According to the publishers, the Circle of Knowledge (Chestnut) is the first encyclopedia created especially for multimedia. Rather than using the standard alphabetical presentation for entries, they return to the earlier concept of presenting information by logical connections of content – ergo, a circle of knowledge. Unlike most encyclopedias, this two-disc set is not based on any existing text. That’s too bad. The content is extraordinarily lightweight. And it is one of the most arbitrary and confusing titles you’ll find. If you look up Hitler or Nixon in the Master Index, you won’t find them, but if you execute a “search”, you will. Others missing from the Master index are Freud, Nazi, Churchill, and Eleanor Roosevelt. Searching through the randomly organized content may bring up references to most of these topics, but forget Eleanor. She’s nowhere to be found. A paragraph on the space shuttle mentions “..how useful it will be to us in the 1980s.” Some sections, like “Explorations”, had a wealth of content, in sharp contrast to others like the “Interesting People Video” with clips of The Beatles, Charlie Chaplin, Amelia Earhart, Charles Lindbergh, Babe Ruth, and Orson Welles. We have no quarrel with the idea of a circular arrangement; one of the great things about this technology is the ability to access data from a myriad of sources by any route you can conceive. But you need the content and you need to have it all linked up so that there really can be a circle. The Circle of Knowledge fails in the execution of its grand design.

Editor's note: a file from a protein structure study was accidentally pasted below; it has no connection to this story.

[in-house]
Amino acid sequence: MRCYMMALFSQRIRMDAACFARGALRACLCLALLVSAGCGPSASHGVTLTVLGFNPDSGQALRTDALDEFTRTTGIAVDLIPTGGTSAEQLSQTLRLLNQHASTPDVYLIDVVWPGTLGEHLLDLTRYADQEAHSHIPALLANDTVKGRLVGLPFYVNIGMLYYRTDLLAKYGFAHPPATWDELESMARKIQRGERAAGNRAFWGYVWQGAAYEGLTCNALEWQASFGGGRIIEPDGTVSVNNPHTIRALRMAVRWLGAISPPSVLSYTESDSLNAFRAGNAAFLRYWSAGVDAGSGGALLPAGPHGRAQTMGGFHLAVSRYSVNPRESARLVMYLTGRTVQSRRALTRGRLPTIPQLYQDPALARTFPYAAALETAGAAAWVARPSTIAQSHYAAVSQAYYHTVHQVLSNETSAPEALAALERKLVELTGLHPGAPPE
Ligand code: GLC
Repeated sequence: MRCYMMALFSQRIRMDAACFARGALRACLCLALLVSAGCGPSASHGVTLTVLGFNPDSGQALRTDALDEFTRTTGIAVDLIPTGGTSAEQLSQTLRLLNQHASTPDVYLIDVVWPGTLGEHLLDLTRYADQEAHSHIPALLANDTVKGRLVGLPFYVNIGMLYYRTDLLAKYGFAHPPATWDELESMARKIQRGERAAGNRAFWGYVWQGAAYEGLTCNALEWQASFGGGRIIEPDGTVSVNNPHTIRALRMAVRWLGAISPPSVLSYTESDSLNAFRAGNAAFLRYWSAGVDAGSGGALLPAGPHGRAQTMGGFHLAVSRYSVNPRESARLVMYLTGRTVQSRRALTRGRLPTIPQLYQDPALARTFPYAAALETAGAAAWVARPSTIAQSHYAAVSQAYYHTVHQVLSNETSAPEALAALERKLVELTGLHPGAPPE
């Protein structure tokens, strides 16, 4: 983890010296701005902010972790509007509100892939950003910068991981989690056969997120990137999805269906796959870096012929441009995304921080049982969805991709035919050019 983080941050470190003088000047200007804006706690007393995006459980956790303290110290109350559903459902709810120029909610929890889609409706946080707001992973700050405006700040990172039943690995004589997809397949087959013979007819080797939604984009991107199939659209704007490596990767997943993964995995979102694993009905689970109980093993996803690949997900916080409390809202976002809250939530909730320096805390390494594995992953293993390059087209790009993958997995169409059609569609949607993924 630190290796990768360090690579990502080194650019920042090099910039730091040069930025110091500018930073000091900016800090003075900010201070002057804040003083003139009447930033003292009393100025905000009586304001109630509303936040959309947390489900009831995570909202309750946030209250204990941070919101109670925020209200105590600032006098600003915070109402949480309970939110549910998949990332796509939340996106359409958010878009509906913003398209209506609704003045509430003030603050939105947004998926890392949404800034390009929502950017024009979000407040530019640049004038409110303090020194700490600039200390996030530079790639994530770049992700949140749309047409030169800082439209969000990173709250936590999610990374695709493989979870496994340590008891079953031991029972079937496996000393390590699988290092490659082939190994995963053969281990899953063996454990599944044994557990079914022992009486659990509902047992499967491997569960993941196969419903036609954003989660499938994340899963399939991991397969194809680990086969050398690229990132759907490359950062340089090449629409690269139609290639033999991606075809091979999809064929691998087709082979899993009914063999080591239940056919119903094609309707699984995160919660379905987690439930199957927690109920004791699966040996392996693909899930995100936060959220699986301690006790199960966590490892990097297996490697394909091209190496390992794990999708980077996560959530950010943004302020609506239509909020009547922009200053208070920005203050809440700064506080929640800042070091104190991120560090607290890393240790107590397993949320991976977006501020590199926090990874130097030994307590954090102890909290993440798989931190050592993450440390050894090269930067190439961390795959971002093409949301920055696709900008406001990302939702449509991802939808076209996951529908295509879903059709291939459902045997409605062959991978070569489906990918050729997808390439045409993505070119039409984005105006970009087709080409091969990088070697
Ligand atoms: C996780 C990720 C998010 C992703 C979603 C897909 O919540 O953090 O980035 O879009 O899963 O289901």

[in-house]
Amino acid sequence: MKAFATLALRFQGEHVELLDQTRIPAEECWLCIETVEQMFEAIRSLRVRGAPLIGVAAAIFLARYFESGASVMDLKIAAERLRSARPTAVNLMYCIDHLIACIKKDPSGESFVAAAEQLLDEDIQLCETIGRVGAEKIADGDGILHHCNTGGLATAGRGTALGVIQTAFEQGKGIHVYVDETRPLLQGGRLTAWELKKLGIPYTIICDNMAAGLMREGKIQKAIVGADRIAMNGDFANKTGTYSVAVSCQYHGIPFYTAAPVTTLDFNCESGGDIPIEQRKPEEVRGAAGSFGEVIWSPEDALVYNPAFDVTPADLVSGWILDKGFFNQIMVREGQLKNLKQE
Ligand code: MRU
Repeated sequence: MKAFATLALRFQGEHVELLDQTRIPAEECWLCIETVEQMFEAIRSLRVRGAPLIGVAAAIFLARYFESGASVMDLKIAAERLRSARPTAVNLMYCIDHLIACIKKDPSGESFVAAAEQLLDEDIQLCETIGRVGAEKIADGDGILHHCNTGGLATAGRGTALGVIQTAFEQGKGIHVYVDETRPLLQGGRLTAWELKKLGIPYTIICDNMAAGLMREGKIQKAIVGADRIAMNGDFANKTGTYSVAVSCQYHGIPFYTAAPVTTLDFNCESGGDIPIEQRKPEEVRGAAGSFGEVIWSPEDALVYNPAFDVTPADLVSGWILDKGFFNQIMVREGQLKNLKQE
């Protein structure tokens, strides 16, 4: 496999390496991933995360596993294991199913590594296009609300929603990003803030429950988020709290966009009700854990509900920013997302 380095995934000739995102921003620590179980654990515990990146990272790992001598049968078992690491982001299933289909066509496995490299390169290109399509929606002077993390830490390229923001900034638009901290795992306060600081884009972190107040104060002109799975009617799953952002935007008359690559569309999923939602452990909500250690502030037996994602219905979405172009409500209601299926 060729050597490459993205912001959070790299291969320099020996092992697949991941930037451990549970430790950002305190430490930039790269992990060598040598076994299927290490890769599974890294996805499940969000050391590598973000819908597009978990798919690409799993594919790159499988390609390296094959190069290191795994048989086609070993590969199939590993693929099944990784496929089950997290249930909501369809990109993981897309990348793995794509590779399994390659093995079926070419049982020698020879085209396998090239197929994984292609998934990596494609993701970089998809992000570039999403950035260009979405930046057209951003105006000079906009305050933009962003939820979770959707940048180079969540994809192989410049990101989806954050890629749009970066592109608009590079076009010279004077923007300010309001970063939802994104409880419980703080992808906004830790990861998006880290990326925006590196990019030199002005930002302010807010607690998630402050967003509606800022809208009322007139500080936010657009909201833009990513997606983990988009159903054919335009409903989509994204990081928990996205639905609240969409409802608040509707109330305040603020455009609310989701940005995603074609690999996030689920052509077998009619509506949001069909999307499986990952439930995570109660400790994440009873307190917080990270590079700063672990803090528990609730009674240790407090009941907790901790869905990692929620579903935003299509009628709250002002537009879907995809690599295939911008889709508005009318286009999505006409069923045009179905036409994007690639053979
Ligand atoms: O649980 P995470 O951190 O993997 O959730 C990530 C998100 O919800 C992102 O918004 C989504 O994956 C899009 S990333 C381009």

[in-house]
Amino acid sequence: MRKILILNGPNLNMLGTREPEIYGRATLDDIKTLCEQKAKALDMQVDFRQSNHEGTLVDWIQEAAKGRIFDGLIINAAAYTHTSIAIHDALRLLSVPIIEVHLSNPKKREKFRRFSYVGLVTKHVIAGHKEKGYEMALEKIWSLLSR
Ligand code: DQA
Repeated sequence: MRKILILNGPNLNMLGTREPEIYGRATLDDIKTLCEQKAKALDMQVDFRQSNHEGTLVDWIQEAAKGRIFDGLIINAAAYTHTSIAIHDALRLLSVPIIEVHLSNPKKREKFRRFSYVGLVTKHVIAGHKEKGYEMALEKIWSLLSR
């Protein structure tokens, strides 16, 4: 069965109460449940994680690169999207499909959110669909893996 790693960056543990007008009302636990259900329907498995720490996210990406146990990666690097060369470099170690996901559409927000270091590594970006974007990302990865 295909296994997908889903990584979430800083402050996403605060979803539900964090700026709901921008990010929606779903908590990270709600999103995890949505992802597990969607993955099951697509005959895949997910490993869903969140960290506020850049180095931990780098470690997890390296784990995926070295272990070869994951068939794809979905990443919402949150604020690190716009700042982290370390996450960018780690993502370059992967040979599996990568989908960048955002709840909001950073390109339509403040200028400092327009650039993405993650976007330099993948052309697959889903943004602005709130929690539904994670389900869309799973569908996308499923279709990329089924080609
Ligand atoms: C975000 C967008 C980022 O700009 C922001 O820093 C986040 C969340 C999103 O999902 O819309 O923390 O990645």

– May 1995
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